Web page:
- React hooks: Faust is a natural extension to your WordPress API because it makes getting data from WordPress incredibly straightforward.
- Custom Post Types: Because of the unique way Faust helps you fetch data, adding Custom Post Types to your WordPress site and then accessing them on the frontend is trivial.
- Flexibility: While Faust works best when using Next.js and React, if you want to use other tools such as Gatsby, Nuxt, and SvelteKit you can do that!
Faust Is Already In-Use And The Community Is Growing
Faust currently has over 300 stars and 19 contributors on GitHub and over 150 weekly downloads on NPM. Many sites are already using Faust in production. We want to extend a huge thank you to those early adopters (I’m looking at all of you @wpengine/headless adopters too) who have been with us along the way identifying bugs, requesting features, and generally helping us shape Faust into what it is today!
Three Guiding Principles Of Faust
Faust got its start during an internal hackathon at WP Engine. The goal was to build a solution for previewing posts and pages in a Headless WordPress site. At the time a few options for previews in Headless WordPress already existed, but most of the solutions sacrificed the experience for the publisher by forcing them to log in to some external site or view their preview page inside of a frame. The solution we came up with enabled the same experience the publisher is used to with previewing posts in a traditional WordPress site but instead using Headless WordPress.
The hackathon was only a day, but when we demonstrated it to the rest of WP Engine we received a ton of positive feedback and questions from people within the company. Most of the questions shared a common theme—What else can we do with Headless WordPress to ensure that the publishing experience mimics that of traditional WordPress?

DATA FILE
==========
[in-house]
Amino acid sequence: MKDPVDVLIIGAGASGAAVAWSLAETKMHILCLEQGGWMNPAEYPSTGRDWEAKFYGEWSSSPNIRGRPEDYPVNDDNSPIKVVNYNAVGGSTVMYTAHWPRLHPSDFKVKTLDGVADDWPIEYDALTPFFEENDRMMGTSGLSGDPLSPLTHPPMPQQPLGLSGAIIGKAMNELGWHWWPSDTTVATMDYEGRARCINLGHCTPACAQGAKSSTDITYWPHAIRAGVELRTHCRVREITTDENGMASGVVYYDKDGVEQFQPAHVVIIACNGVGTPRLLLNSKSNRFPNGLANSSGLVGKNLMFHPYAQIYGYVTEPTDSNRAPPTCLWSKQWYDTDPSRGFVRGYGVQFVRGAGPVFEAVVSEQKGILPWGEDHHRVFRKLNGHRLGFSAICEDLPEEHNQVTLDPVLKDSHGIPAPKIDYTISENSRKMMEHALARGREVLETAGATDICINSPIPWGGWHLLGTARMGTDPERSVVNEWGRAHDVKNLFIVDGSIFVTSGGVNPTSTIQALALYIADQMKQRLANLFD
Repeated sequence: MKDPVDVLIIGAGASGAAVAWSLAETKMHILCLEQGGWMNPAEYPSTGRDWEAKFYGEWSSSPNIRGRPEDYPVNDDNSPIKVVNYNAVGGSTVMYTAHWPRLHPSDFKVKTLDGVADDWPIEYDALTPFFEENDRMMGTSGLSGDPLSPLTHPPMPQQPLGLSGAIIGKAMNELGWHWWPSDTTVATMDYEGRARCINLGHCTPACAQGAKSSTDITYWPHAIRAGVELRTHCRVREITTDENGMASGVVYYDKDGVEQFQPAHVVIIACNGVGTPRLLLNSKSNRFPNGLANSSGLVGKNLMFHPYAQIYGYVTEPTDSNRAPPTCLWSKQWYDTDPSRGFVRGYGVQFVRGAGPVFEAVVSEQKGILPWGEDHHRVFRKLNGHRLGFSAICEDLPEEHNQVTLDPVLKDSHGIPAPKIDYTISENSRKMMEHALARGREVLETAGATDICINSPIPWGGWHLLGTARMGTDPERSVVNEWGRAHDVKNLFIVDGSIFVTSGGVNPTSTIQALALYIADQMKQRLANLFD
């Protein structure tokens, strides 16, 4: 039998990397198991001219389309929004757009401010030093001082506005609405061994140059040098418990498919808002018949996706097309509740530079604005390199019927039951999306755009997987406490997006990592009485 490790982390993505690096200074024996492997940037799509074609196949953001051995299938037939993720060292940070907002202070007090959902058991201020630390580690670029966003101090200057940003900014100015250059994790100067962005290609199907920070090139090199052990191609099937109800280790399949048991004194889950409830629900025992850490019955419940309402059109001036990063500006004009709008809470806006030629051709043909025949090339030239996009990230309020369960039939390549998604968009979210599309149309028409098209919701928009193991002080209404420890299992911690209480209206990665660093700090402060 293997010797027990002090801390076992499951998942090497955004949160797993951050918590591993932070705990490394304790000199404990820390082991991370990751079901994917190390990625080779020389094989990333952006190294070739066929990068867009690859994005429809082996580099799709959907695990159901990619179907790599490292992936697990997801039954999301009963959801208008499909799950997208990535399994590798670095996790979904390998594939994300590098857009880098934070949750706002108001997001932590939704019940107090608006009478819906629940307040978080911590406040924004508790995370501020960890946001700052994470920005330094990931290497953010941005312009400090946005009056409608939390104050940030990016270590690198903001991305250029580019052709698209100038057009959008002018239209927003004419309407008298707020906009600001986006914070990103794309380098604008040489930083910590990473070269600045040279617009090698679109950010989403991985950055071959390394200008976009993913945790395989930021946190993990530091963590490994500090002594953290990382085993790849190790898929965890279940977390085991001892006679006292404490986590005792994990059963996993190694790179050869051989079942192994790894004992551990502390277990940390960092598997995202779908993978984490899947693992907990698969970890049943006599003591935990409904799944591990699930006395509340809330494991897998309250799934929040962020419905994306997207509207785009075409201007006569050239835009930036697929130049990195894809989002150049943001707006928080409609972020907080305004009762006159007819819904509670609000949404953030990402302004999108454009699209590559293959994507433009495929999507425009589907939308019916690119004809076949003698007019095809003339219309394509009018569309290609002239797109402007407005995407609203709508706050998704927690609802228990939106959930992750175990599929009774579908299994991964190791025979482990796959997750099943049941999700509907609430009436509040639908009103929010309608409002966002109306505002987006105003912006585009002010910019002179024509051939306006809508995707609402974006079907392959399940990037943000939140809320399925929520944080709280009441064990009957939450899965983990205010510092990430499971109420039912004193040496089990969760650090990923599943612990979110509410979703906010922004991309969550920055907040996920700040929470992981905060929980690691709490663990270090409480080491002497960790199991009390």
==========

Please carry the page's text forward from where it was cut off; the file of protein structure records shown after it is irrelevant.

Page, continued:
Since the hackathon we have gone down the road of putting together a framework that makes it easier to build Headless WordPress sites with three key principles in mind:
- We will strive to achieve a publishing experience consistent with traditional WordPress. When publishing content you shouldn’t know if your site is a traditional site or a headless site.
- WordPress should be the data store and content delivery engine and, to the greatest extent possible, we should allow the frontend to determine the presentation.
- Developer experience is a first class citizen. This means developing in the open, focusing on providing features that feel natural to use, and maintaining thorough, consistent, and up-to-date documentation.
What Lies Ahead?
Faust already solves many of the challenges you face when building a Headless WordPress site. However, the work is not done. Faust is just getting started. The road ahead will be paved by the community that is growing fast.
How do you think Faust should evolve? Should we add support for more libraries, frameworks, and tools? Should we work to improve the experience of using Gutenberg Blocks in headless? We encourage you to go to our GitHub repository, star it, watch it, and even contribute in the form of an issue or PR! Also check out faustjs.org, a site dedicated to Faust. There you will find all of our documentation including a tutorial, how-to guides, and reference documentation. You should also join our Discord server for the Headless WordPress community!